Thursday, April 17, 2014
By Lisa Leff
The Associated Press
OAKLAND, Calif. — The weekly meetings of Mouthing Off!, a group for students at Mills College in Oakland, Calif., who identify as gay, lesbian, bisexual or transgender, always start the same way. Members take turns going around the room saying their names and the personal pronouns they want others to use when referring to them – she, he or something else.
Joss Ferguson, left, discusses preferred gender pronouns with other members of Mouthing Off!, a group for students at Mills College in Oakland, Calif., who identify as gay, lesbian, bisexual or transgender.
The Associated Press
It’s an exercise that might seem superfluous given that Mills, a small and leafy liberal arts school historically referred to as the Vassar of the West, only admits women as undergraduates. Yet increasingly, the “shes” and “hers” that dominate the introductions are keeping third-person company with “they,” “’ze” and other neutral alternatives meant to convey a more generous notion of gender. “Because I go to an all-women’s college, a lot of people are like, ‘If you don’t identify as a woman, how did you get in?’ ” said sophomore Skylar Crownover, 19, who is president of Mouthing Off! and prefers to be mentioned as a singular they, but also answers to he. “I just tell them the application asks you to mark your sex and I did. It didn’t ask me for my gender.”
On high school and college campuses and in certain political and social media circles, the growing visibility of a small, but semantically committed cadre of young people who, like Crownover, self-identify as “genderqueer” – neither male nor female but an androgynous hybrid or rejection of both – is challenging anew the limits of Western comprehension and the English language.
IN SEARCH OF GENDER
Though still in search of mainstream acceptance, students and staff members who describe themselves in terms such as agender, bigender, third gender or gender-fluid are requesting – and sometimes finding – linguistic recognition.
Inviting students to state their preferred gender pronouns, known as PGPs for short, and encouraging classmates to use unfamiliar ones such as “ze,”’sie,” ‘’e,” ‘’ou” and “ve” has become an accepted back-to-school practice for professors, dorm advisers, club sponsors, workshop leaders and health care providers at several schools.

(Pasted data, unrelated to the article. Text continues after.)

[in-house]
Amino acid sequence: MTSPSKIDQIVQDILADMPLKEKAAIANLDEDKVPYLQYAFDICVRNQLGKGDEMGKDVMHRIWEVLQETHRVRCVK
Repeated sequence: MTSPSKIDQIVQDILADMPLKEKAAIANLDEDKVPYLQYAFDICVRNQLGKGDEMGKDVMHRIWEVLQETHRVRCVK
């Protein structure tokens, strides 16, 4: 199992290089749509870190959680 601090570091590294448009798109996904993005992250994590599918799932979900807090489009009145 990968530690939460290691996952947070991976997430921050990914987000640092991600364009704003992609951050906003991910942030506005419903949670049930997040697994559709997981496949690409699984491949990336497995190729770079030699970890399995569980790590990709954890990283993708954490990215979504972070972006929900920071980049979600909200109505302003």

The phenomenon gained notice in the San Francisco Bay area in early November after an 18-year-old student at a private high school in Berkeley suffered severe burns when a 16-year-old boy set fire to the student’s skirt while the two were riding a public bus. The parents of the injured student, Sascha Fleischman, said their son is biologically male but identifies as agender and favors they as a pronoun.
At the University of Vermont, students who elect to change their names and/or pronouns on class rosters now can choose from she, he and ze, as well as the option of being referred to by only their names. Hampshire College in Massachusetts advertises its inclusiveness by listing the gender pronouns of its tour guides on the school’s web site. And intake forms at the University of California, Berkeley’s student health center include spaces for male, female or other.
At Mills, the changes have included tweaking some long-standing traditions. New students are now called “first-years” instead of “freshwomen.” The student government also has edited the college’s historic chant – “Strong women! Proud women! All women! Mills women!” to “Strong, Proud, All, Mills!”
The nods to novel pronouns and nonconformity are an outgrowth of campaigns for gender-neutral bathrooms and housing that were aimed at making campuses more welcoming for transgender students moving from one side of the gender spectrum to the other. But as fewer young people choose to undergo sex reassignment surgery, such students are slowly being outnumbered by peers who refuse to be limited, said Genny Beemyn, director of the Stonewall Center at the University of Massachusetts, Amherst.
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